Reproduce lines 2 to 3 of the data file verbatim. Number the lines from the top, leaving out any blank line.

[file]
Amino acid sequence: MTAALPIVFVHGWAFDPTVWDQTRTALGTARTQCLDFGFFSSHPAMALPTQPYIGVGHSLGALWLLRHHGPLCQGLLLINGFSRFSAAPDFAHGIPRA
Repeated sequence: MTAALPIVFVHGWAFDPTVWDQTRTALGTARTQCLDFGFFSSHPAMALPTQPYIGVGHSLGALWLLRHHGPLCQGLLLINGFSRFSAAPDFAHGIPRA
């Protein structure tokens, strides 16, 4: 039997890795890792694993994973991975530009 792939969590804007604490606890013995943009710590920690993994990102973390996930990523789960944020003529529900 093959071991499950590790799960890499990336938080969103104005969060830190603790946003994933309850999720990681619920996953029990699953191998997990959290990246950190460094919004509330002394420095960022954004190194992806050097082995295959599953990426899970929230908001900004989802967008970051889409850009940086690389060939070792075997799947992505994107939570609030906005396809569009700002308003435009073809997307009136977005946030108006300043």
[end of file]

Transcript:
Repeated sequence: MTAALPIVFVHGWAFDPTVWDQTRTALGTARTQCLDFGFFSSHPAMALPTQPYIGVGHSLGALWLLRHHGPLCQGLLLINGFSRFSAAPDFAHGIPRA
């Protein structure tokens, strides 16, 4: 039997890795890792694993994973991975530009 792939969590804007604490606890013995943009710590920690993994990102973390996930990523789960944020003529529900 093959071991499950590790799960890499990336938080969103104005969060830190603790946003994933309850999720990681619920996953029990699953191998997990959290990246950190460094919004509330002394420095960022954004190194992806050097082995295959599953990426899970929230908001900004989802967008970051889409850009940086690389060939070792075997799947992505994107939570609030906005396809569009700002308003435009073809997307009136977005946030108006300043």